If file copy *could* read slack space, it would mean:

    – a file has a length beyond it’s end-of-file (which isn’t how it works)
    – users can read slack space (which isn’t how it works)

    1. Brian_EE says:

      >This is probably one of the scenario’s where you could answer the question by asking, “What would happen if it did copy slack space?”

      It’s more like one of those scenario’s where the PHB wanted “something official” from Microsoft, so the minion had to ask the question he knew the answer to.

      1. Tim says:

        I don’t know. A good programmer probably has some intuition that it’s probably impossible to copy “slack space” in a userland application like Explorer, but there are a lot of underlying assumptions there. For example, that’s assuming there isn’t any kernel or filesystem special API for “fast copying” of files wherein the slack data isn’t abstracted away and perhaps would be copied in some situations.

      2. Harry Johnston says:

        I don’t think it’s that obvious that the copy is always done in user-mode. I mean, you could look at the File System Drivers documentation and note that there’s no IRP_MJ_COPY control code, but that’s hardly conclusive.

        1. IanBoyd says:

          > I don’t think it’s that obvious that the copy is always done in user-mode.

          It’s certainly not done *in* user-mode; but it’s done *by* user-mode.

          And the rule for users in user-mode is that they can’t see slack space. The implementation, wherever it is done, will follow that rule.

  7. alegr1 says:

    Not so simple. When you read the last sector of a file opened with FILE_FLAG_NO_BUFFERING, the whole sector gets read to memory, even though the file may end in the middle of it. Same thing happens when you memory-map the file.

    1. John Doe says:

      So, did you read the slack space?

    2. I’ve just tested sample code, and this is emphatically NOT TRUE. ReadFile will not read more than the actual size of the file into the buffer; if your buffer is initialized to 0xCC, it’ll still be mostly 0xCC if you read a 10-byte file, even if the actual slack space of the file is zeroes or some cryptographic key. The airtight hatchway is still sealed.

      You can test yourself:

      using namespace std;

      int main(int argc, char* argv[]) {
      char* buf;
      buf = (char*)_aligned_malloc(4096,4096);
      memset(buf, 0xcc, 4096 * sizeof(char));

      HANDLE hIFile;
      LPDWORD actualsize = 0;

      , NULL);
      ReadFile(hIFile, buf, 4096, NULL, NULL);

      return 0;

      Little programs, no error checking, etc, etc. Break on the return and examine the contents of buf.

  8. cheong00 says:

    If I were asked such question, I’d probably answer with something like:

    It’s much like when you have to copy data in an array to another location. There could be other potentially sensitive data at the allocated and not used block of memory assigned to the array*, but when you copy an array, you only loop copy the content of assigned part up to the length counter and don’t copy beyond the boundary, so unless you’re using block memory copy instruction / API that “ignores context of the array at all” the answer is “no data in the unassigned section will be copied in the copy operation”.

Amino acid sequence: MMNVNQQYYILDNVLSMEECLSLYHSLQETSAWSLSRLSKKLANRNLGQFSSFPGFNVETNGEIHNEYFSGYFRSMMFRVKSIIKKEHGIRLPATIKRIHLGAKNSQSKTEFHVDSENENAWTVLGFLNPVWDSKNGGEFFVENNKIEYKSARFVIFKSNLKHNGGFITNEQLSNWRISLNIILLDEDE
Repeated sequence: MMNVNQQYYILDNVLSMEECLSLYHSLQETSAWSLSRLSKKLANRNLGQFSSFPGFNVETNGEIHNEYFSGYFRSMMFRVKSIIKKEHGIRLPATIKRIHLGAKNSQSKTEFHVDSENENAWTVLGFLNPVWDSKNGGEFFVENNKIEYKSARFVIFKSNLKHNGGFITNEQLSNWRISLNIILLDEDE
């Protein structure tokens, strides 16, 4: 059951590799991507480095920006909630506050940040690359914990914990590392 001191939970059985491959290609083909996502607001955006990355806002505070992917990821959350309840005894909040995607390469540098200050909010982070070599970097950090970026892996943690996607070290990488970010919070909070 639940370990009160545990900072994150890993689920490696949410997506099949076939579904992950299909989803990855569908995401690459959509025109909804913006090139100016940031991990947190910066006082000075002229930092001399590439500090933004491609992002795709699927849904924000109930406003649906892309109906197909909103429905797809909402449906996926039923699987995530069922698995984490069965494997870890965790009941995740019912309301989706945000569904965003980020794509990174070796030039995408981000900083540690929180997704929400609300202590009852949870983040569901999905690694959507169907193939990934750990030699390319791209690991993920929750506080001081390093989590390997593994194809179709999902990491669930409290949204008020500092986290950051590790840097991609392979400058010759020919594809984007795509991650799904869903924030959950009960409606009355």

* assumes the programming language does not require zero out memory before giving to the code.

  9. Neil says:

    What scenarios would get bytes into the slack space? I suppose file truncation would do it, but are there others?

    1. M Hotchin says:

      Sector re-use after a file is deleted. Most file systems do not overwrite a file’s contents on deletion.

  10. Kirby FC says:

    >>Antonio Rodríguez
    >>Of course, data recovery companies are able to repair hard drives with damaged mechanics (hammer or else). But they are also able to recover many types of “secure erases”, except the most thoughtful variations.

    This is a common misconception that hasn’t actually been true for many years. At one time, ~20 years ago, it was theorized that you could use Magnetic Force Microscopy or Scanning Tunneling Microscopy to image bits recorded on magnetic media and recover data data that had been over-written (see “Secure Deletion of Data from Magnetic and Solid-State Memory”, written by Peter Gutmann in 1996). However, there is no documented evidence that this has ever actually been done.

    But, that’s now irrelevant. Because of increased data density on hard drive platters, any hard drive (not SSD) manufactured in the last 10+ years can be rendered “securely erased” with a single over-write of random bits. Of course, if you are really that paranoid about what’s on your old hard drives, then you are correct, you shouldn’t be selling or giving them away.

    1. alegr1 says:

      Many enterprise-grade drives have an “instant secure erase” feature, where an internal encryption key gets overwritten, instantly making the whole drive contents unrecoverable.